The Student News Site of Texas A&M University - College Station

The Battalion

The Student News Site of Texas A&M University - College Station

The Battalion

The Student News Site of Texas A&M University - College Station

The Battalion

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Bill to address ‘shortcomings’ of Judicial Court

Photo by Photo By: Olivia Adam
Student Senate

Speaker of the Student Senate Aaron Mitchell presented a bill at Wednesday’s Student Senate meeting to fix inadequacies he said he has seen in the Judicial Court. 

In his opening statement, Mitchell said over the period spanning both the 67th and 68th senate sessions, he has observed a multitude of problems in the operation of the court.

 “I come [to address the senate] after observing judicial shortcomings over the past year and a half,” Mitchell said.

In his opening statement, Mitchell said during the 67th and 68th Student Senate sessions, he has observed a number of problems in the operation of the J-Court.

“I come to you today to defend the rule of law in our student government association,” Mitchell said. “I come after observing judicial shortcomings over the past year and a half.”

In an internal memo to other senators, Mitchell characterized the issues as a lack of adherence to the SGA constitution. Mitchell said the Judicial Court has rendered decisions and issued writs that are incongruent with both the constitution and the court’s own by-laws.

Mitchell proposed an amendment to the SGA Constitution that would require the Judicial Court Justices’ terms begin and end with the beginning and ending of Student Senate. Rather than giving the Justices tenure for the remainder of their time at A&M, Mitchell said yearly conformation should be required.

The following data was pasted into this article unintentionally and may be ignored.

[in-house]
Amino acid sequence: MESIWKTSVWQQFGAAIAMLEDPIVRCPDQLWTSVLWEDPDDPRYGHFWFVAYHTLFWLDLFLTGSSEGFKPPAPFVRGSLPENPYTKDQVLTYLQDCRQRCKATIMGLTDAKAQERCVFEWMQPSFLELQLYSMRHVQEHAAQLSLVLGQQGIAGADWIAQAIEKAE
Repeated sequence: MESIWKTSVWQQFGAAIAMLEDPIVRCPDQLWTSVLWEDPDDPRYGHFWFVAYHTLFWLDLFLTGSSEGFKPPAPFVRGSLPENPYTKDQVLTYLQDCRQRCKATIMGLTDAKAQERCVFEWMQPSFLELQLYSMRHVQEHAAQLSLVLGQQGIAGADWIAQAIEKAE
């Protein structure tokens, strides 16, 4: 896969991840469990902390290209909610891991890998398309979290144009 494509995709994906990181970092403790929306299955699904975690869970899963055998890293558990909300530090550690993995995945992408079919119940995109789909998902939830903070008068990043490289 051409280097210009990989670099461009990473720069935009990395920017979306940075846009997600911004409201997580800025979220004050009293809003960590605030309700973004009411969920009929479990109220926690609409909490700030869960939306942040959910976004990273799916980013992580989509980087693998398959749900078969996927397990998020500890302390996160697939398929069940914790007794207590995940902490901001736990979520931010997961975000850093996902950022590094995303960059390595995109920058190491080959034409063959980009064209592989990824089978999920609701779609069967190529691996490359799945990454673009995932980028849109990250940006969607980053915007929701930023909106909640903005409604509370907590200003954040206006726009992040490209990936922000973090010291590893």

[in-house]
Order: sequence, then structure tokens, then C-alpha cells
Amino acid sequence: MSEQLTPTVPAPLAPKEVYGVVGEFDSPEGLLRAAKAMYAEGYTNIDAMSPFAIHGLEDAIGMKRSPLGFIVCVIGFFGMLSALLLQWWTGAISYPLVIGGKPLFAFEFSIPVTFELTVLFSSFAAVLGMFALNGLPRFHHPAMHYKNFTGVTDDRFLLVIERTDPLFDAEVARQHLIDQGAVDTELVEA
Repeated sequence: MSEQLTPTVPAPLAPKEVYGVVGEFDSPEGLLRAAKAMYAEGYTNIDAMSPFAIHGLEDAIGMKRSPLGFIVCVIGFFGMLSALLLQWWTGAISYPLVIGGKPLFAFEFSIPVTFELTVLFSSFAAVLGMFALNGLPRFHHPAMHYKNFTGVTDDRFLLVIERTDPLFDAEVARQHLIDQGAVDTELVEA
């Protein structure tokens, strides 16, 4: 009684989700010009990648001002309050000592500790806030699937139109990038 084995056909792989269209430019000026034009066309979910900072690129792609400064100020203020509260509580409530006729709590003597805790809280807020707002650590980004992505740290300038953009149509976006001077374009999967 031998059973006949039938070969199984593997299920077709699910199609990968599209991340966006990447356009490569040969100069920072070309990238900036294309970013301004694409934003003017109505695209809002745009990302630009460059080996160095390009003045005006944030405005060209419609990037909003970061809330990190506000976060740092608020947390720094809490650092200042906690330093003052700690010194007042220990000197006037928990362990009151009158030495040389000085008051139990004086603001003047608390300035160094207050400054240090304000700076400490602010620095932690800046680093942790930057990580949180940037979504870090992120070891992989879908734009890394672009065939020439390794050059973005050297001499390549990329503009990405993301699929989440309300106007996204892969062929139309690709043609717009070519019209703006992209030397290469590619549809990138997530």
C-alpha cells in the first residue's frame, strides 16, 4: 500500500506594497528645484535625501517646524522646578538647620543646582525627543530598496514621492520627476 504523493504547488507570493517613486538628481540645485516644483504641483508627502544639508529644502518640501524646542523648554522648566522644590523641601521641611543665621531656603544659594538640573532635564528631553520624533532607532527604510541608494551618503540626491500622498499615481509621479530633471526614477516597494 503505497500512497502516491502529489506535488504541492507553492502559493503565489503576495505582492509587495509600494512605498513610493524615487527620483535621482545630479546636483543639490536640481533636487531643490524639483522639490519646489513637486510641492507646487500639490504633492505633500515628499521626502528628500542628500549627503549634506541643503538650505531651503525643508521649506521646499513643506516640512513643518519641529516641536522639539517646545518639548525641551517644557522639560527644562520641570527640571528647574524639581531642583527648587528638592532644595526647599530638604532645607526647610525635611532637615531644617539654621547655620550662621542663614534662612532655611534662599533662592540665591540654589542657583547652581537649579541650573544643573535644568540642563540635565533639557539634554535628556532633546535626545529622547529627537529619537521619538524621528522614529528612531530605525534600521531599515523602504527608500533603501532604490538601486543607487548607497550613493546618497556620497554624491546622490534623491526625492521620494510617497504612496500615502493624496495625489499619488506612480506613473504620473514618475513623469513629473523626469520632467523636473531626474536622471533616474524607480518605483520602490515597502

“I am proposing a constitutional amendment which will change the way we select judicial court justices,” Mitchell said. “It will also change their tenure, which for the past four years has been lifetime.”

Mitchell said he believes this guaranteed tenure has led to an unaccountable court that disregards their constitutional duties, but that rather than impeach the court — a much more drastic measure — he favors reformation of the system. 

“I believe it’s led to an unaccountable judicial court,” Mitchell said. “[rather than impeachment] I would rather reform the process — I would rather have their terms end whenever this session of senate ends.”

Chief Justice Jake Smith, during his report on the affairs of the Judicial Court, opened by quoting Alexander Hamilton’s writings in The Federalist Papers. Reading from Federalist #78, Smith articulated Hamilton’s argument that the role of the Judiciary requires it to be independent of the other branches of government, a requirement he said was being infringed upon by Mitchell’s proposed legislation.

“It is unusual for the chief justice to take a stance on a bill, but this one will fundamentally destroy the system of checks and balances and will impede the justices ability to act impartially and objectively,” Smith said. “Your constituents elected you to represent their interests, not form factions and blindly follow the decisions made by leaders.”

Student Body President Joseph Benigno agreed J-Court Justices’ lifetime tenure is important. Benigno said it speaks to the integrity of the court, allowing them to make impartial decisions. 

“I think lifetime tenure for our J-Court Justices is really important,” Benigno said. “It speaks to the integrity of the court and that’s what they need to be based on. That’s the most important thing.”

Benigno said the points about the court’s adherence to the constitution were not without merit, but that a restructuring of the fundamental nature of the court was not in his opinion the best way to address them.

“There are better ways to go about addressing issues than trying to change the fundamental nature of the court,” Benigno said.

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